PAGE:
Press Releases

Report to the Secretary of the Treasury from the Treasury Borrowing Advisory Committee

February 1, 2022

Letter to the Secretary

Dear Madam Secretary:

Economic activity rose at a faster pace in the fourth quarter of 2021, in part reflecting recovery from the impact of the Delta variant in Q3. Real GDP grew at a 6.9% annualized rate, above consensus expectations, though this reflected a 4.9pp contribution from inventory accumulation. 

Since mid-December, the spread of the Omicron variant has reduced spending and disrupted operations in many industries.  In particular, the number of workers who were temporarily unavailable to work for virus-related reasons increased sharply.  Thousands of flights were cancelled because of staff shortages, office occupancy declined as companies delayed return-to-office plans, and both restaurant and air travel spending declined.  These setbacks now appear to be diminishing in the US as virus cases fall.  However, many other countries have tightened Covid-related restrictions, and concerns remain about spillover effects to the US economy from disruptions caused by virus-suppression efforts abroad.

Forecasters expect the economy to decelerate in Q1, reflecting the impact of both Omicron and reduced fiscal support, including the end of the expanded child tax credit.  While further fiscal negotiations are ongoing, most analysts expect a substantial decline in total fiscal support in 2022 from elevated levels in 2021.  Additional reopening of the service sector could further restore normal spending opportunities, especially if advances in treatments and testing further reduce Covid fears.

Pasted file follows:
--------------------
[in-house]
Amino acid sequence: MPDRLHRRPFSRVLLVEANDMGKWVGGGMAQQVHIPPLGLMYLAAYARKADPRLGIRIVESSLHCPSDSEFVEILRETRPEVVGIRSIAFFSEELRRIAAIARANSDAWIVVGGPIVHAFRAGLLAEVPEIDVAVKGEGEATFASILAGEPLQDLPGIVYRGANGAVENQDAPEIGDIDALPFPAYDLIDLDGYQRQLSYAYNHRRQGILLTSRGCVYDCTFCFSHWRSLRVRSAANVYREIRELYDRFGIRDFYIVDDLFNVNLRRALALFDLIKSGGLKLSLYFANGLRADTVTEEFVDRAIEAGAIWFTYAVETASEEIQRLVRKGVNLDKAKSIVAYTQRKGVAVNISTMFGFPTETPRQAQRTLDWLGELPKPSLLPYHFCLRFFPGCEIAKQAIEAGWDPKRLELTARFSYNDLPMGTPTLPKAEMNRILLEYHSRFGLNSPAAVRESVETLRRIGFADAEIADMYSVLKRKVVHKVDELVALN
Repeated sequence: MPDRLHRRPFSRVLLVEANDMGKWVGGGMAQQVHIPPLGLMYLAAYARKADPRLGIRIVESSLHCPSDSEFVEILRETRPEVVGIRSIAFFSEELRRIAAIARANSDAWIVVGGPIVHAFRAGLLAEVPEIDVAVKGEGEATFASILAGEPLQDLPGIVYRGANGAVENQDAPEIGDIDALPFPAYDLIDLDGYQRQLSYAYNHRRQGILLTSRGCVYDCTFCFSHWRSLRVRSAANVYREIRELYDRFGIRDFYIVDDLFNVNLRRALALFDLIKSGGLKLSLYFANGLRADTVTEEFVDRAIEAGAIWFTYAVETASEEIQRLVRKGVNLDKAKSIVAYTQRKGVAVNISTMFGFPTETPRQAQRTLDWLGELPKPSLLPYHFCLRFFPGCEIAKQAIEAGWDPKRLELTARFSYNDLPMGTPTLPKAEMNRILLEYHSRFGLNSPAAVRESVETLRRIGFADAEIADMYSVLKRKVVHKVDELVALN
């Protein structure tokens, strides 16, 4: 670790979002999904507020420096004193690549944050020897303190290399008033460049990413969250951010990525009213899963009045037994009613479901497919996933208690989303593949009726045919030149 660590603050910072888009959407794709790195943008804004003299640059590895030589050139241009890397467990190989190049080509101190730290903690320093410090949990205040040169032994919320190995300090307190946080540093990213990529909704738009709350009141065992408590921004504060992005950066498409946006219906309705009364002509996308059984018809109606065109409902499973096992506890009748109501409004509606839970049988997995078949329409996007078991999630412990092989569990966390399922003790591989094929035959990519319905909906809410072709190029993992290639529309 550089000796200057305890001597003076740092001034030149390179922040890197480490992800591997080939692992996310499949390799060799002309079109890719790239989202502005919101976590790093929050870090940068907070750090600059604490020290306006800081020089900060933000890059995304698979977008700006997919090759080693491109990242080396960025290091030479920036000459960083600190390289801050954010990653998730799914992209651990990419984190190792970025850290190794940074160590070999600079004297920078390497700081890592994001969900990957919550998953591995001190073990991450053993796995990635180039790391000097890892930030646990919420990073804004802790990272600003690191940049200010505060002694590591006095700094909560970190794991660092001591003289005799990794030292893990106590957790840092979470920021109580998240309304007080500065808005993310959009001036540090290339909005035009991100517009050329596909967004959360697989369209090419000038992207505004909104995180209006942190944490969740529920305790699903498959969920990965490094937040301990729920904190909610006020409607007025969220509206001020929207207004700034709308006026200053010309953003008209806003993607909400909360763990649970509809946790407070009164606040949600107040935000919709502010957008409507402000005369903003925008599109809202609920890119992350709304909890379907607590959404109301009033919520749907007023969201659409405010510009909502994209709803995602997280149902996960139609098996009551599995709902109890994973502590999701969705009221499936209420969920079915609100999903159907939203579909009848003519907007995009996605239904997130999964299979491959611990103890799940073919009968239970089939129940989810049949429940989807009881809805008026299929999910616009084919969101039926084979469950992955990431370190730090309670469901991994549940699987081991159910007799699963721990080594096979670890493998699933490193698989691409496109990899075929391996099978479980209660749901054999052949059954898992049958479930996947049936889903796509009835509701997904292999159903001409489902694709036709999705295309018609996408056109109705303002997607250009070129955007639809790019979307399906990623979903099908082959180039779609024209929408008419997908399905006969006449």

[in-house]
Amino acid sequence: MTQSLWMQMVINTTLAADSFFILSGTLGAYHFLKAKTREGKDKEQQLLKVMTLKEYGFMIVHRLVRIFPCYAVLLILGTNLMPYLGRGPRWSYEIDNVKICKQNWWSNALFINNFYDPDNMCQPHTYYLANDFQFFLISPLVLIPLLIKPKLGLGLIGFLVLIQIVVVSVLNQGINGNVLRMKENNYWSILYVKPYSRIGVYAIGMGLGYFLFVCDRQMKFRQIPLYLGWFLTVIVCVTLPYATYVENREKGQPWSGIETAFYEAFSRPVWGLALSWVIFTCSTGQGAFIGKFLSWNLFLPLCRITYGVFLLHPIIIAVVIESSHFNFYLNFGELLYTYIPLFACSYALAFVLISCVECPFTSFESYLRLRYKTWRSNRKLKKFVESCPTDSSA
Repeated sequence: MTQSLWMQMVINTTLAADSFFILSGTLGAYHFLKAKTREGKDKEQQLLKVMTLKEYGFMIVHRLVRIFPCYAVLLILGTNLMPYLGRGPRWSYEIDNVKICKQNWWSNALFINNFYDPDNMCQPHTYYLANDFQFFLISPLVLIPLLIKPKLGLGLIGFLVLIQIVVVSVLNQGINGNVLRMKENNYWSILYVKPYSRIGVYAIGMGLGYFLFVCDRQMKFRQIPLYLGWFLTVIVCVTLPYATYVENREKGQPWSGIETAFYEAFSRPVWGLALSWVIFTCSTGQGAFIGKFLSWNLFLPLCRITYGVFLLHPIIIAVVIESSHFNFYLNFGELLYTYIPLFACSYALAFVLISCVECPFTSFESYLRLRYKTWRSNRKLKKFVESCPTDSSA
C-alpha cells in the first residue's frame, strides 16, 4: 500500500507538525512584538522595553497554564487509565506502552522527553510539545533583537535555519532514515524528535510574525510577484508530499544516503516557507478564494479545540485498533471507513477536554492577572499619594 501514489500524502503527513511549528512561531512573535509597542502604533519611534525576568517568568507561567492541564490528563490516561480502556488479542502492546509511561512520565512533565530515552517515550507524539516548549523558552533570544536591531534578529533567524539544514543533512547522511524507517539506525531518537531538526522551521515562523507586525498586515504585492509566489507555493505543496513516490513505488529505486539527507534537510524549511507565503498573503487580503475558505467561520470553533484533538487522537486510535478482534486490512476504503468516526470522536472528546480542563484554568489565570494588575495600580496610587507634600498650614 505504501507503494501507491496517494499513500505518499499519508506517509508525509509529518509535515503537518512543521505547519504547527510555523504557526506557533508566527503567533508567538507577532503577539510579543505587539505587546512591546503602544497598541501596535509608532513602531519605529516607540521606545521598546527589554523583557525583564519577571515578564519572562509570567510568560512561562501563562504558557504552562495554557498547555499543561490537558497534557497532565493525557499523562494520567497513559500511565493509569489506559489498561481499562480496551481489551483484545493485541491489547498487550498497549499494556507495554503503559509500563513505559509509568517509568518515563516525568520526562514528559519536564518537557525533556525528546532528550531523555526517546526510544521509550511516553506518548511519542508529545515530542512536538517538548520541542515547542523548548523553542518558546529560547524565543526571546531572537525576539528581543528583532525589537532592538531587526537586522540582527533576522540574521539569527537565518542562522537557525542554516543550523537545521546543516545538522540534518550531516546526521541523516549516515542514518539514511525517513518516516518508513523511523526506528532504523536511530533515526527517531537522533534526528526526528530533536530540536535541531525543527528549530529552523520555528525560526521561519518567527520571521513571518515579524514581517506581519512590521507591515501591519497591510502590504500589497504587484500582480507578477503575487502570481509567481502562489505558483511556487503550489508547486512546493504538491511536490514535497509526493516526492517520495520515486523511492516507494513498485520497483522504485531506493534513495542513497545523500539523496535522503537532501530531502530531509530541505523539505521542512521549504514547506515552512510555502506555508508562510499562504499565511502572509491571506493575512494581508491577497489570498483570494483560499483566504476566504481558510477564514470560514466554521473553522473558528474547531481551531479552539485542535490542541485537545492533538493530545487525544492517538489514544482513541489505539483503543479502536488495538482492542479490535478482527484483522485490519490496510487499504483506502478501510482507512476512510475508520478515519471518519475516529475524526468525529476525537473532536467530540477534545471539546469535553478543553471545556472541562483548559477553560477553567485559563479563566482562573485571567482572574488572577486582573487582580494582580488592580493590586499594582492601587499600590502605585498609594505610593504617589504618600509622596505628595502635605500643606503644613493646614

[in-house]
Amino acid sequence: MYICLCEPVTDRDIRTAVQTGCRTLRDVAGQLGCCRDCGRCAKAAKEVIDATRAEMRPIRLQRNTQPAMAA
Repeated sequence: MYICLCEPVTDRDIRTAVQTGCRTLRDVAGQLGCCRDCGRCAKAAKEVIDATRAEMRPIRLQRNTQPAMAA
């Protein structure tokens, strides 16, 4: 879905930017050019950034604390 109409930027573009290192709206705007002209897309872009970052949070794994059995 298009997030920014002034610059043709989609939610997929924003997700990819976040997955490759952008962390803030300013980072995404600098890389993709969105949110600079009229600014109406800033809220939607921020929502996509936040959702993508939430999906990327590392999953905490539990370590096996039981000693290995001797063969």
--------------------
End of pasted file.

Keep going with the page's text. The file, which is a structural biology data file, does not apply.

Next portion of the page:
Payroll employment gains averaged 365k per month in 2021Q4, and the unemployment rate fell to 3.9% in December, a 0.8pp decline since September.  The labor force participation rate rose 0.2pp to 61.9%, but remains well below the pre-pandemic trend.  Total labor demand, summing the number of workers employed and job openings, remains at the pre-pandemic level.  In contrast, the labor force remains 2.3 million workers short of the pre-pandemic level.  This has led to a very tight labor market and strong wage growth in recent quarters.

Inflationary pressures have remained strong in recent months.  Core goods prices have grown quickly as auto prices have reaccelerated and supply-side problems have persisted, core services prices have grown at a faster pace recently as rent growth has picked up, and food and energy prices have risen quickly too.  Short-term inflation expectations remain very high.

The Federal Reserve announced that it will finish tapering its asset purchases in March.  A rate hike at the March meeting is widely expected, and the Federal Open Market Committee (FOMC) has also begun to discuss shrinking its balance sheet.  Chair Powell recently emphasized that the economy is in a different place than it was in the last hiking cycle and that the FOMC must be in a position to adjust policy in a nimble manner.  Market expectations for policy rate hikes in 2022 have been brought meaningfully forward, implying over 4 hikes in 2022, and broader financial conditions have begun to tighten.